OTTAWA—Canadian prime minister Stephen Harper addressed growing public concerns about the safety of his country's maple syrup reactors Thursday, reassuring citizens that the sucrose fission facilities posed little risk of failure and there was absolutely no reason to be concerned.

The flagship Royal Canadian Maple Syrup Plant south of Thunder Bay, Ontario.

"In light of recent global events, I want to assure everyone that our maple syrup reactors are still the safest in the world," Harper said. "A team of engineers inspected every maple syrup reactor in Canada and found that all the backup systems and safeguard measures were in place and functioning properly."

Harper maintained that safeguarding the production of maple syrup was crucial, as it represents 70 percent of the Canadian economy, generating more than $900 billion each year. Harper also said the nation's 75 maple syrup reactors, which produce 7 billion gallons annually, were a considerable distance away from population centers.

"Maple syrup is still the safest form of sweetener," Harper said. "It's far less dangerous than molasses."

According to Canadian maple syrup authorities, a 30-day assessment of the nation's Pressurized Heavy Syrup Reactors determined the sugar-maple cores were sufficiently cool, xylem sap levels remained stable, and spent maple-candy rods had been disposed of according to regulations. In addition, engineers were reportedly encouraged after monitoring sensors indicated boiling temperatures remained in a safe range that would prevent a devastating maple syrup catastrophe.

During the nationally televised press conference, Harper also introduced Liam McGraw, the chairman of the Canadian Maple Syrup Safety Commission, who assured reporters that Canada's top chemists and maple syrup physicists were diligently working to improve reactor performance by studying the sugary material and eliminating any possibility of leaks.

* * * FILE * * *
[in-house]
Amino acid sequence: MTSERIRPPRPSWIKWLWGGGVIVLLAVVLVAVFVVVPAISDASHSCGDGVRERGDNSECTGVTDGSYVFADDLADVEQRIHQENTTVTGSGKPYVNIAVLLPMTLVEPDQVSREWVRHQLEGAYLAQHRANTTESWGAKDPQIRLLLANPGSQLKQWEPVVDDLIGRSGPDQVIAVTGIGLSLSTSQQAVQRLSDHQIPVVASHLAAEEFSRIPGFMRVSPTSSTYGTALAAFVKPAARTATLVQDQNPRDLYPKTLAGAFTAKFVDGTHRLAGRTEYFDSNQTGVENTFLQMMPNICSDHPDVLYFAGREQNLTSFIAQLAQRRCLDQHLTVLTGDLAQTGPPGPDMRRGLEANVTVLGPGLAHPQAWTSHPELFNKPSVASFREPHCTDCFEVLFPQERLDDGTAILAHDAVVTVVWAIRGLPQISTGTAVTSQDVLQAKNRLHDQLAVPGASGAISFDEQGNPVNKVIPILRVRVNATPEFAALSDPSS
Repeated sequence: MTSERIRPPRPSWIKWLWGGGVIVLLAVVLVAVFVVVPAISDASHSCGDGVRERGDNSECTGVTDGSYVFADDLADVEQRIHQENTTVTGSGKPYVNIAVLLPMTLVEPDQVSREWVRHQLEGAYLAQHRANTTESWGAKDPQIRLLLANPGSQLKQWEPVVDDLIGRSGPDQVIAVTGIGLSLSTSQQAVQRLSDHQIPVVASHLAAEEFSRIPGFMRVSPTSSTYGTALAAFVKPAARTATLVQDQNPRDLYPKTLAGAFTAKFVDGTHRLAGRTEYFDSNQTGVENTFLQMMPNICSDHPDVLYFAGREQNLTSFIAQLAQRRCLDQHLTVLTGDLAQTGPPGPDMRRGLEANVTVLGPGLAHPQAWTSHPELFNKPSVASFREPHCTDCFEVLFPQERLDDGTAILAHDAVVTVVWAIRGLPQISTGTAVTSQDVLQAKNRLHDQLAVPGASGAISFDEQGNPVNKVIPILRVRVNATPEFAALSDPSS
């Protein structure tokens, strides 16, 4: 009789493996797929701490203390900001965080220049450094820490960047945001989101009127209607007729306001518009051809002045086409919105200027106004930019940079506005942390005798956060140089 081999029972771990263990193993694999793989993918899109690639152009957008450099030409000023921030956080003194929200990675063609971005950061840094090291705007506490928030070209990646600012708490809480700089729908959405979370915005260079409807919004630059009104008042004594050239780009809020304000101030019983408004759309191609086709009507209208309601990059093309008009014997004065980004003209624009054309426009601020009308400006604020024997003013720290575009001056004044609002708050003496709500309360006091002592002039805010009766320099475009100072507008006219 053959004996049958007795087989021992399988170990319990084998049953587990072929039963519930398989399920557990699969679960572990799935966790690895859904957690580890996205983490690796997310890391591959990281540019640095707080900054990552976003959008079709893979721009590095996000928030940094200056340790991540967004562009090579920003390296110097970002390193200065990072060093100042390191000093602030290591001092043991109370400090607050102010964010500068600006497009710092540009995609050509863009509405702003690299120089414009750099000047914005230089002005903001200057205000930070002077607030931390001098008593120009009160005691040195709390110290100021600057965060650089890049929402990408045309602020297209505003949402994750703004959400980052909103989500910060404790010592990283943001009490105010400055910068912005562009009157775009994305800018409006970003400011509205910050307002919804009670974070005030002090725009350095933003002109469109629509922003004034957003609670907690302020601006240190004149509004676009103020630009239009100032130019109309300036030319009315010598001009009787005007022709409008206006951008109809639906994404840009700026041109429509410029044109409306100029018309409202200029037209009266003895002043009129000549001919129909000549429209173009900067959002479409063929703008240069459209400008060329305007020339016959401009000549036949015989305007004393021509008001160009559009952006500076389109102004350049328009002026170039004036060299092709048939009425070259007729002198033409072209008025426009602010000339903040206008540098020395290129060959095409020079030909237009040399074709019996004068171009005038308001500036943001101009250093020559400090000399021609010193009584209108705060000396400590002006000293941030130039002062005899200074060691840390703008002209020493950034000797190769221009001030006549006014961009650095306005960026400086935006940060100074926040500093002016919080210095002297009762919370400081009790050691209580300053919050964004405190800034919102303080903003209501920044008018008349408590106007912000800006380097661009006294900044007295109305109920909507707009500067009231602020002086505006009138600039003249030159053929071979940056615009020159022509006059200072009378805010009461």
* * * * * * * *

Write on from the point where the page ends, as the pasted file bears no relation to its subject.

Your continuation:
Maple plant workers handle the precious yet dangerous syrup material.

"As you can imagine, we have numerous fail-safes in place in case of emergencies," said McGraw, gesturing toward several diagrams. "These include protective barriers consisting of thick steel, concrete, and batter-cake walls with indented lattice patterns that soak up and contain the sweet, sticky liquid."

McGraw also said concerns that trace amounts of sucrose had seeped into the water supply of the United States were unfounded.

"We've learned our lesson from the 1998 Winnipeg incident," McGraw said of the infamous core meltdown, which released dark amber material into the environment, coating vegetation and wildlife in the viscous liquid. "If there were a disaster, we'd be prepared for it. We have protective flapjack fortifications in place to ensure containment."

Despite the government's assurances of emergency readiness, members of a Canadian maple syrup watchdog group remained critical, claiming a major syrup reactor disaster could expose millions to hazardous levels of concentrated sugars. William Anderson, the organization's president, said a severe meltdown that dispersed syrup particles into the atmosphere would contaminate soil, immobilize vehicular traffic, and send more than 200,000 citizens into hyperglycemic shock.

"Just imagine, if one of those reactors blew up, there'd be syrup covering everything in a 1,000-mile radius," said Anderson, adding that overexposure could also lead to type 2 diabetes. "And it's so sticky that it's unlikely we'd be able to remove all of it for 10,000 years. The Maple Syrup Safety Commission needs to stop turning a blind eye to these very real dangers and tell us the truth."

Although Harper announced Canada's plans to build at least 15 more maple syrup reactors by 2015, many have expressed interest in switching to a safer form of sweetener production by tapping strategic honey reserves or extracting agave nectar from underground mines.